Look out Triangle residents — Go Transit is coming soon to a bus stop near you.
At the most recent City Council meeting, David Eatman, Transit Administrator, presented information on a transition within the Triangle two years in the making. He harped on the history of poor collaboration within the transit systems of the Triangle, spelled out the problem, and gave an update on the proposed solution.
“We want to provide family services that work together to provide seamless transportation service throughout the Triangle,” he said that afternoon.
Go Transit will lift the curtain and showcase its newly painted buses earliest “around the New Year and hopefully not too far afterward,” said David Eatman in an interview with the Record.
The coloring and painting of the buses will highlight a unified approach to transit throughout the Triangle, from Raleigh to Durham, from Chapel Hill to Cary. While routes will not change and even the uniforms of employees will transition over time to reflect the change, the unified marketing and branding approach will emphasize that there is “one entity working together across the Triangle,” Eatman said.
“Everyone was wondering how this might work,” Eatman said. “Everyone has pride and ownership in their district and we wanted to retain that.”
Within the generalized color scheme, buses within a particular district will have a specific color that symbolizes that district. The color scheme has variation but unity, representative of five districts that share a website and call center but have their own individual identities.
Outside of the painting of the actual buses, challenges remain for the departments overseeing this change. The immediate challenge, according to Eastman, is “to make sure we communicate [the change] effectively with employees, patrons, and the public.”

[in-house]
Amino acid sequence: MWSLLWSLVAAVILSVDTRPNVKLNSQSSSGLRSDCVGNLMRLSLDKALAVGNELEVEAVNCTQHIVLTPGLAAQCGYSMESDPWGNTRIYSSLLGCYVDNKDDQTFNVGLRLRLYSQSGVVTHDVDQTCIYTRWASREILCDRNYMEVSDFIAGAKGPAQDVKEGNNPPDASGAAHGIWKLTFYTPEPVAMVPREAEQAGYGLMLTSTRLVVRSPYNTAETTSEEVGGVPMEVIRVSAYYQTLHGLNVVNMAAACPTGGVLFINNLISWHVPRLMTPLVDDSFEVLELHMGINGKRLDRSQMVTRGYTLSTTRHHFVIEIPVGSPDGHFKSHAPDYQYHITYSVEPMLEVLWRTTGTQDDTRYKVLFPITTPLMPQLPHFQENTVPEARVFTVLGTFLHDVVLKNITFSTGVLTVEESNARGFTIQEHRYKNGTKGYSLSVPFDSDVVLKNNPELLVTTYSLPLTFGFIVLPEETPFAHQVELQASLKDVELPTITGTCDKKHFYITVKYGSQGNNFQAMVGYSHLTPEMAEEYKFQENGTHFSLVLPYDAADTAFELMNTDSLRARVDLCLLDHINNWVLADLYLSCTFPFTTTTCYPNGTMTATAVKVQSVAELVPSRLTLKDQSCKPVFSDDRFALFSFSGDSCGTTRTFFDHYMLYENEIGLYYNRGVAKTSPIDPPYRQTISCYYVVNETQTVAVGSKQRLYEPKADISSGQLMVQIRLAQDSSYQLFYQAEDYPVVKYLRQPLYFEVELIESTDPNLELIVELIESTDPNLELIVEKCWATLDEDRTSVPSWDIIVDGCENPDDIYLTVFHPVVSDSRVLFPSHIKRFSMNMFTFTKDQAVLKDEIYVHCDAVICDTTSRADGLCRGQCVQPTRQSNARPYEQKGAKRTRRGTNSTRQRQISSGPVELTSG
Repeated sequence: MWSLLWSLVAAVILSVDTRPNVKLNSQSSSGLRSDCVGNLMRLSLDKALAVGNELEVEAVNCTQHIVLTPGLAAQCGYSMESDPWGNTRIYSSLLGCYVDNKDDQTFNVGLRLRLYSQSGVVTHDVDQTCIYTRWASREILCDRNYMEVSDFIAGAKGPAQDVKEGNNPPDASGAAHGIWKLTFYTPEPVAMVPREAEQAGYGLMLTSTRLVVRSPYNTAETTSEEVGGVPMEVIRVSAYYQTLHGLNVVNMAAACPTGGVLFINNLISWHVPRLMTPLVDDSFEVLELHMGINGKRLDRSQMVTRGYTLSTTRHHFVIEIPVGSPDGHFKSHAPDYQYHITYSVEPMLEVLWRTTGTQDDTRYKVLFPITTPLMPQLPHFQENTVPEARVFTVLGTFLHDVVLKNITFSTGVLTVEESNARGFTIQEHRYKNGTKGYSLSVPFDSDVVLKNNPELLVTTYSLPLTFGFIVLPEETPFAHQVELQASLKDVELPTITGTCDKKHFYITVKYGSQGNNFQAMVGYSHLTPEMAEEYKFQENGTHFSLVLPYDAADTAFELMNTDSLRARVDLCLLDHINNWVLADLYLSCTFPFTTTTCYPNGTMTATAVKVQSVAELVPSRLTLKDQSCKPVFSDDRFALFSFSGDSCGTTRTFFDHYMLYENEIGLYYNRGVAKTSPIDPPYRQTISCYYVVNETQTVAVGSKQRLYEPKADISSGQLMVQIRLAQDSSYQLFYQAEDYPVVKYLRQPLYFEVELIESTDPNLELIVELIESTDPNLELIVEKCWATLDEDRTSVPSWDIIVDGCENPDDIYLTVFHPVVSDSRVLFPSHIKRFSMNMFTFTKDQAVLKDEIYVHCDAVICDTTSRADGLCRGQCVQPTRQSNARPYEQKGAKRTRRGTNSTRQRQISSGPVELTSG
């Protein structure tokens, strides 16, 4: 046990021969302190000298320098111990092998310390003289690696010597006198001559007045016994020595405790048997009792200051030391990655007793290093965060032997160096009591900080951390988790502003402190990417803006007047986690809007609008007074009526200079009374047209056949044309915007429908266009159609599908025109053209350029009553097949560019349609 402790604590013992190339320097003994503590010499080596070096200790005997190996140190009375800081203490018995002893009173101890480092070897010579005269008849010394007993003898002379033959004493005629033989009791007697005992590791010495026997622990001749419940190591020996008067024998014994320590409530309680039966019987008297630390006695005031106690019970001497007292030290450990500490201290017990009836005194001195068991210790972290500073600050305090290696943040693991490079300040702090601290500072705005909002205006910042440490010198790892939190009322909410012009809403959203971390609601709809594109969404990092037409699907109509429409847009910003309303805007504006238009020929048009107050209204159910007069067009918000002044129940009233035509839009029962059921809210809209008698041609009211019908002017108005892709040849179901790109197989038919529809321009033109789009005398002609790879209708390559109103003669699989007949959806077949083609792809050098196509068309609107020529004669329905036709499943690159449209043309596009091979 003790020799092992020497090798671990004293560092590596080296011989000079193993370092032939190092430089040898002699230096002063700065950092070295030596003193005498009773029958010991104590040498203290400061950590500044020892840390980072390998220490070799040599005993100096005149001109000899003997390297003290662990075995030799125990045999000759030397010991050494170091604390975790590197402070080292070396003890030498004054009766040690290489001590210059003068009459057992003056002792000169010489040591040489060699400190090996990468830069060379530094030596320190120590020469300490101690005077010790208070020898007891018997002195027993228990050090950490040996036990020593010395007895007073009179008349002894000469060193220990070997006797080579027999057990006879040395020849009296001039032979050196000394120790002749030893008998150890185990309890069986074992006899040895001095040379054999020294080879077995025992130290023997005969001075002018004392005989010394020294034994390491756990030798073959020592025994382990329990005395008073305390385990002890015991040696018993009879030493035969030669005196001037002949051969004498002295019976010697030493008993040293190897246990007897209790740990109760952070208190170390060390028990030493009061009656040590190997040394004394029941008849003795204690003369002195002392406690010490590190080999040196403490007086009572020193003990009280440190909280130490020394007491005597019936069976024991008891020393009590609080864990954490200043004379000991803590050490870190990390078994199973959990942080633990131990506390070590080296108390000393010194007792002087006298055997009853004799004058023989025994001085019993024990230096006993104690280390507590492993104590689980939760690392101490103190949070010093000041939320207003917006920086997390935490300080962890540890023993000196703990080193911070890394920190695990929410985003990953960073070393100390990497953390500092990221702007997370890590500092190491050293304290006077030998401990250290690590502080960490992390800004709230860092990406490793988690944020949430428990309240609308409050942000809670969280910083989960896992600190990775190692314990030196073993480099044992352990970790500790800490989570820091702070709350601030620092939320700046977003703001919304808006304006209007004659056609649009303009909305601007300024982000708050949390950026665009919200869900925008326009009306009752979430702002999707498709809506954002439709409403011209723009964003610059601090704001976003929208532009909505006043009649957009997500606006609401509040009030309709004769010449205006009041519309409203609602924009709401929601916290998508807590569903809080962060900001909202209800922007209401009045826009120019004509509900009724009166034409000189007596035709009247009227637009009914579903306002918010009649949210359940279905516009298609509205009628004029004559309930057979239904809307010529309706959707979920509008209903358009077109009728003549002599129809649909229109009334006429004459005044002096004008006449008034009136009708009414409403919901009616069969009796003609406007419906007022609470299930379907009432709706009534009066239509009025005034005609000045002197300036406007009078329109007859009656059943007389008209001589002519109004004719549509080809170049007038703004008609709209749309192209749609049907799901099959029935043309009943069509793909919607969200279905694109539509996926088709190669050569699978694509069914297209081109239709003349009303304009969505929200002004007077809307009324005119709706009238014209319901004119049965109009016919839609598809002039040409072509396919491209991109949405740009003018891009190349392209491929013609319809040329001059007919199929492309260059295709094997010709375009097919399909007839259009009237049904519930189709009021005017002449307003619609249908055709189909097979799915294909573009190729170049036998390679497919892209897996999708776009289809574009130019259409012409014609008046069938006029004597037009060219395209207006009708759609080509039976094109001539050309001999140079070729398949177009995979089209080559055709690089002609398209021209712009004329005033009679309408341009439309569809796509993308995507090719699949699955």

While he said that the actual nuts-and-bolts of communicating this to different groups are still in the works, he noted there is a new website being developed to reflect the changes. They’ve also spoken with stakeholders across the Triangle and conducted rider surveys to gauge reaction about the changes.
Of the changes themselves, Eatman said they would occur gradually rather than all at once, enabling smart financial decisions regarding the cost of painting buses and ordering new uniforms in particular.
“What we would like to have is a phased-approach,” he said.
When new buses are to be ordered, they will have the new logo and paint-scheme on them. New uniforms will be ordered once the old ones wear out. Overnight change, he said, is not realistic.
“Take the schedules,” he said. “We’re not going to throw out a bunch of paper just because they don’t have the new logo on them. We’re going to do this in a way as to make smart financial decisions.”
As for any specific information the public should know about, Eatman said, “Stay tuned. We are really excited at the staff level about this.”